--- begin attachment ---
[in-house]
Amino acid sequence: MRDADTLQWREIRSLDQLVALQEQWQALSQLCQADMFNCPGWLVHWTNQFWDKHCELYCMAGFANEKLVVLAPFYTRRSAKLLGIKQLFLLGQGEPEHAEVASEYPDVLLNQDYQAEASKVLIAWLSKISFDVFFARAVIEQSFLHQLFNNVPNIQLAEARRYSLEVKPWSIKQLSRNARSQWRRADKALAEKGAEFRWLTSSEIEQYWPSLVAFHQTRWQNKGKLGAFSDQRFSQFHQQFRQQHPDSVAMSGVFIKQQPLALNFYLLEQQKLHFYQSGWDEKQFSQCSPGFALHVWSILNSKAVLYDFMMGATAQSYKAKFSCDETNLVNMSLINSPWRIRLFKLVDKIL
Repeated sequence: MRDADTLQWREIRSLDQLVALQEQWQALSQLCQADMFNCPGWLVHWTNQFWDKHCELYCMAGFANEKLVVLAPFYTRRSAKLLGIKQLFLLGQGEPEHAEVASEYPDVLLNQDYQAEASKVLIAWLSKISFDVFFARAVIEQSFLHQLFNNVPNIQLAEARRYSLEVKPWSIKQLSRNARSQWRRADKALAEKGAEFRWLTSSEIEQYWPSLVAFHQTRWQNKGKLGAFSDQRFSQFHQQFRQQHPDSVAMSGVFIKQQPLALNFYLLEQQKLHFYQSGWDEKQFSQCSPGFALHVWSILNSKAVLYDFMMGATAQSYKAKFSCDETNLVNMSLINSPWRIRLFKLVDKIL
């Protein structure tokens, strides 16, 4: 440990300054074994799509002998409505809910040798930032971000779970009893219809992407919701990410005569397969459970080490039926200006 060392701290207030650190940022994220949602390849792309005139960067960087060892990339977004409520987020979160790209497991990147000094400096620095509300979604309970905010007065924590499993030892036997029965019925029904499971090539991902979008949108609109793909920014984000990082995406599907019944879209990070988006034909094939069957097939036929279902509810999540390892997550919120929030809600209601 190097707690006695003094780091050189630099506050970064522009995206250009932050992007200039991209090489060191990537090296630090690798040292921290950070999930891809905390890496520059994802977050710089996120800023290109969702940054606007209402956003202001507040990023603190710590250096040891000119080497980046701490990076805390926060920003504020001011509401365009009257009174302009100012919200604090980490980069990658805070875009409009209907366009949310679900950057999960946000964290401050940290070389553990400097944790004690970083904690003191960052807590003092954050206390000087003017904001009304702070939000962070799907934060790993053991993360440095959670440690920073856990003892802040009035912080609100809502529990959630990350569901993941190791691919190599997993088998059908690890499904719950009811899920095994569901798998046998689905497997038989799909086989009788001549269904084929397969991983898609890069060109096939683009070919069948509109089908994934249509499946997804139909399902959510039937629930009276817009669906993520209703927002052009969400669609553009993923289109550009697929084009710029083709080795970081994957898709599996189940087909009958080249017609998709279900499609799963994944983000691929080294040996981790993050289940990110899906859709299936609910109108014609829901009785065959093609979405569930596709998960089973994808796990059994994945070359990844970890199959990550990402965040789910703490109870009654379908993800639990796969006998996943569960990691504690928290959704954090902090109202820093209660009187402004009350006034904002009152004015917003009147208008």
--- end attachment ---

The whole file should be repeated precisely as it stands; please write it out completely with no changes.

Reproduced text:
[in-house]
Amino acid sequence: MRDADTLQWREIRSLDQLVALQEQWQALSQLCQADMFNCPGWLVHWTNQFWDKHCELYCMAGFANEKLVVLAPFYTRRSAKLLGIKQLFLLGQGEPEHAEVASEYPDVLLNQDYQAEASKVLIAWLSKISFDVFFARAVIEQSFLHQLFNNVPNIQLAEARRYSLEVKPWSIKQLSRNARSQWRRADKALAEKGAEFRWLTSSEIEQYWPSLVAFHQTRWQNKGKLGAFSDQRFSQFHQQFRQQHPDSVAMSGVFIKQQPLALNFYLLEQQKLHFYQSGWDEKQFSQCSPGFALHVWSILNSKAVLYDFMMGATAQSYKAKFSCDETNLVNMSLINSPWRIRLFKLVDKIL
Repeated sequence: MRDADTLQWREIRSLDQLVALQEQWQALSQLCQADMFNCPGWLVHWTNQFWDKHCELYCMAGFANEKLVVLAPFYTRRSAKLLGIKQLFLLGQGEPEHAEVASEYPDVLLNQDYQAEASKVLIAWLSKISFDVFFARAVIEQSFLHQLFNNVPNIQLAEARRYSLEVKPWSIKQLSRNARSQWRRADKALAEKGAEFRWLTSSEIEQYWPSLVAFHQTRWQNKGKLGAFSDQRFSQFHQQFRQQHPDSVAMSGVFIKQQPLALNFYLLEQQKLHFYQSGWDEKQFSQCSPGFALHVWSILNSKAVLYDFMMGATAQSYKAKFSCDETNLVNMSLINSPWRIRLFKLVDKIL
């Protein structure tokens, strides 16, 4: 440990300054074994799509002998409505809910040798930032971000779970009893219809992407919701990410005569397969459970080490039926200006 060392701290207030650190940022994220949602390849792309005139960067960087060892990339977004409520987020979160790209497991990147000094400096620095509300979604309970905010007065924590499993030892036997029965019925029904499971090539991902979008949108609109793909920014984000990082995406599907019944879209990070988006034909094939069957097939036929279902509810999540390892997550919120929030809600209601 190097707690006695003094780091050189630099506050970064522009995206250009932050992007200039991209090489060191990537090296630090690798040292921290950070999930891809905390890496520059994802977050710089996120800023290109969702940054606007209402956003202001507040990023603190710590250096040891000119080497980046701490990076805390926060920003504020001011509401365009009257009174302009100012919200604090980490980069990658805070875009409009209907366009949310679900950057999960946000964290401050940290070389553990400097944790004690970083904690003191960052807590003092954050206390000087003017904001009304702070939000962070799907934060790993053991993360440095959670440690920073856990003892802040009035912080609100809502529990959630990350569901993941190791691919190599997993088998059908690890499904719950009811899920095994569901798998046998689905497997038989799909086989009788001549269904084929397969991983898609890069060109096939683009070919069948509109089908994934249509499946997804139909399902959510039937629930009276817009669906993520209703927002052009969400669609553009993923289109550009697929084009710029083709080795970081994957898709599996189940087909009958080249017609998709279900499609799963994944983000691929080294040996981790993050289940990110899906859709299936609910109108014609829901009785065959093609979405569930596709998960089973994808796990059994994945070359990844970890199959990550990402965040789910703490109870009654379908993800639990796969006998996943569960990691504690928290959704954090902090109202820093209660009187402004009350006034904002009152004015917003009147208008």